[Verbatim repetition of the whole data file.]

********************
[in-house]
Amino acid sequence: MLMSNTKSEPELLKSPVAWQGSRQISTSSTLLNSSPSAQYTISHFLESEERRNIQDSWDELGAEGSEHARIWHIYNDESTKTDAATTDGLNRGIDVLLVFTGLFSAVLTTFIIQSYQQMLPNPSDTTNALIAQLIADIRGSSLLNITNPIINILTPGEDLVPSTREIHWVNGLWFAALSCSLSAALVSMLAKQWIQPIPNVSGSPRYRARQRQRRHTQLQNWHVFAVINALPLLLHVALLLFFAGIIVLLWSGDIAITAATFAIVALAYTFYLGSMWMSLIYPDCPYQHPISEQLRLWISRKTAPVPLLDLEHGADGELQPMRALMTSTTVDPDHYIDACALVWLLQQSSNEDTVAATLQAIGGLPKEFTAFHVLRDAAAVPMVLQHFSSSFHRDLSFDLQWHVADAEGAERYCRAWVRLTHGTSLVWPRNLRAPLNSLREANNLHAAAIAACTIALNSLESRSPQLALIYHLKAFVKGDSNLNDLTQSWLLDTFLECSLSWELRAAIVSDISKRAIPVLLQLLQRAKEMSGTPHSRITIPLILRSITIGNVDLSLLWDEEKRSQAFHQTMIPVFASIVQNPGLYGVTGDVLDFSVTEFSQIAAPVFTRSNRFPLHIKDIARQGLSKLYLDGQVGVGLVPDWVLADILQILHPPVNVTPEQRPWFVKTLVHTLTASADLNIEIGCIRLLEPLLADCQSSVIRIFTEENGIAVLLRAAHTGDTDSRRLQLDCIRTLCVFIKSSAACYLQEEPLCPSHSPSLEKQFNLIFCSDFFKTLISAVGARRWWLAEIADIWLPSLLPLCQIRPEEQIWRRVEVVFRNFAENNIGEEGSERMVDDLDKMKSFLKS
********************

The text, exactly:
[in-house]
Amino acid sequence: MLMSNTKSEPELLKSPVAWQGSRQISTSSTLLNSSPSAQYTISHFLESEERRNIQDSWDELGAEGSEHARIWHIYNDESTKTDAATTDGLNRGIDVLLVFTGLFSAVLTTFIIQSYQQMLPNPSDTTNALIAQLIADIRGSSLLNITNPIINILTPGEDLVPSTREIHWVNGLWFAALSCSLSAALVSMLAKQWIQPIPNVSGSPRYRARQRQRRHTQLQNWHVFAVINALPLLLHVALLLFFAGIIVLLWSGDIAITAATFAIVALAYTFYLGSMWMSLIYPDCPYQHPISEQLRLWISRKTAPVPLLDLEHGADGELQPMRALMTSTTVDPDHYIDACALVWLLQQSSNEDTVAATLQAIGGLPKEFTAFHVLRDAAAVPMVLQHFSSSFHRDLSFDLQWHVADAEGAERYCRAWVRLTHGTSLVWPRNLRAPLNSLREANNLHAAAIAACTIALNSLESRSPQLALIYHLKAFVKGDSNLNDLTQSWLLDTFLECSLSWELRAAIVSDISKRAIPVLLQLLQRAKEMSGTPHSRITIPLILRSITIGNVDLSLLWDEEKRSQAFHQTMIPVFASIVQNPGLYGVTGDVLDFSVTEFSQIAAPVFTRSNRFPLHIKDIARQGLSKLYLDGQVGVGLVPDWVLADILQILHPPVNVTPEQRPWFVKTLVHTLTASADLNIEIGCIRLLEPLLADCQSSVIRIFTEENGIAVLLRAAHTGDTDSRRLQLDCIRTLCVFIKSSAACYLQEEPLCPSHSPSLEKQFNLIFCSDFFKTLISAVGARRWWLAEIADIWLPSLLPLCQIRPEEQIWRRVEVVFRNFAENNIGEEGSERMVDDLDKMKSFLKS